When God appeared to him in a dream and asked him what he wanted, he asked for understanding. That shows me that his intellect led him that far, and he wanted the understanding so that he could rightly judge God’s people. He knew that the relationship that he had with God was going to have to be powered by God if it was going to be successful. He knew that intellectually.
Now judge this yourself in your own life. There are things that we know about God, but do we fully participate with God in our life in this area? Probably all of us have areas that we are pretty weak in, so I do not see how having a father like David and the experiences that Solomon had with God early in his manhood that he did not know the overall answer. But did he truly believe it, and did he live it? I think the answer to that question—“Did he live it?”—is that God had not answered that in absolute terms like He does regarding David.
We have no doubt whatever that David will be in God’s Kingdom. Why? Because God lets us know. The answer regarding Solomon, based on what is in the Bible, is that Solomon apparently fell short. Is he lost? I do not know. I do know, from the book of Ecclesiastes, he knew a great deal. There is no doubt about his knowledge. He knew intellectually what the missing link is.
The answer to satisfaction in life hinges on whether one knows overall what God’s purpose for our life is. Do we then, by faith, believe that purpose is true and make the effort to seek God and live as God commands? I hope you got that.
We are back again to verse 10 of Ecclesiastes 6 [“Whatever one is, he has been named already, for it is known that he is man; and he cannot contend with Him who is mightier than he.”] He is essentially saying that God is sovereign, and some things cannot be changed.
Verse 10 says, “Whatever one is, he has been named already.” Naming something physically is an indication that something so named is set. It is established, and this is why, brethren, that John 4:34 and Psalm 16:11 are so important to the converted. Jesus got His energy for living life from the Father. “My food is to do the will of God,” and when He got it from the Father, He did it, and He was energized by it, and given further strength, if I can put it that way. And then He confirmed that in Psalm 16:11, that “In God’s presence there is fullness of joy,” and other gifts besides.
These two verses are extremely important to the converted if we want to yield to God within the relationship He has given to us. We have to understand He is the source of everything good that we look forward to. So these statements by Jesus and David give assurance that satisfaction in life lies within the combination of properly blending the knowledge of God’s purpose, and deliberately choosing to live according to that purpose within a relationship with our very Creator. That is what the door has opened to.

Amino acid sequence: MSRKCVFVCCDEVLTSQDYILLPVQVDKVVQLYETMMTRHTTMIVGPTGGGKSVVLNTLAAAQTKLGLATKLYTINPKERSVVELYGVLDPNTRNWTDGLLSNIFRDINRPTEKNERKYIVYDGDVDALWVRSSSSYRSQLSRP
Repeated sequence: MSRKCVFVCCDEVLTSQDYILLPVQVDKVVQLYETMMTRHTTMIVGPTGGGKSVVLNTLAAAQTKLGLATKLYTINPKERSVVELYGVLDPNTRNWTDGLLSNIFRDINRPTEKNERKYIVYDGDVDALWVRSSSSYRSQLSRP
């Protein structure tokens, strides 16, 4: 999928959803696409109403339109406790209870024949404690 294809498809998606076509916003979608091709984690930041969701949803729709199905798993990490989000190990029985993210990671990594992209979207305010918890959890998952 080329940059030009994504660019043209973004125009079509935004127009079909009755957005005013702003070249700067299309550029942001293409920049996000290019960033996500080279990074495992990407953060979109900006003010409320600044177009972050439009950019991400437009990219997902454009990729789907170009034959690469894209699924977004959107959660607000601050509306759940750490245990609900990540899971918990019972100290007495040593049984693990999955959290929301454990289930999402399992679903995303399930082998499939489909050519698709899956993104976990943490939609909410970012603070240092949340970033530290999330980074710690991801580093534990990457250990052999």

I mentioned earlier about the Garden of Eden being opened to us, because He is the source of everything good. This combination is what makes everything in life matter in a positive way, thus producing satisfaction in life. In this three-verse section here—10, 11, and 12—Solomon addresses four situations regarding not getting much in the way of satisfaction from life because people do not give of themselves to make the relationship work. Each verse, rather than answering, produces questions which, with a brief explanation, I think are helpful. If one does not get the answers, one can then accept this satisfaction is always at the surface of one’s mind.
My personal belief regarding these verses and the questions that are here is that I perceive that the questions that arise in these verses are expressions of justification that a converted person might give himself for not zealously throwing himself into the relationship with God, and they are, for the most part, expressions of doubt that linger on in the converted person’s mind. The person is giving himself excuses for not really participating in the relationship.
Now Solomon touches on five questions in these three verses. Number one is based in verse 10. I have reshaped the question, and the question is this: “Since what is going to be is going to be, why bother to make decisions? Isn’t it all predestined anyway?” That is easy for a converted person to conclude. This is the reason why people will not really cooperate with God in a relationship.
Martin Luther gave this old German proverb. It did not start with Martin. He just repeated it, and somebody was there ready to write down whatever Martin said and attributed it to him, but it really did not come from him. “As things have been, so they still are, and as things are, so shall they be.” It is a simple thing. “What goes around, comes around.” That is what it says. When we apply that though to the questions here in verse 10, and just change the wording a bit, in other words, “Things are so far from our control, why make the effort?” It is easy to excuse ourselves on that basis.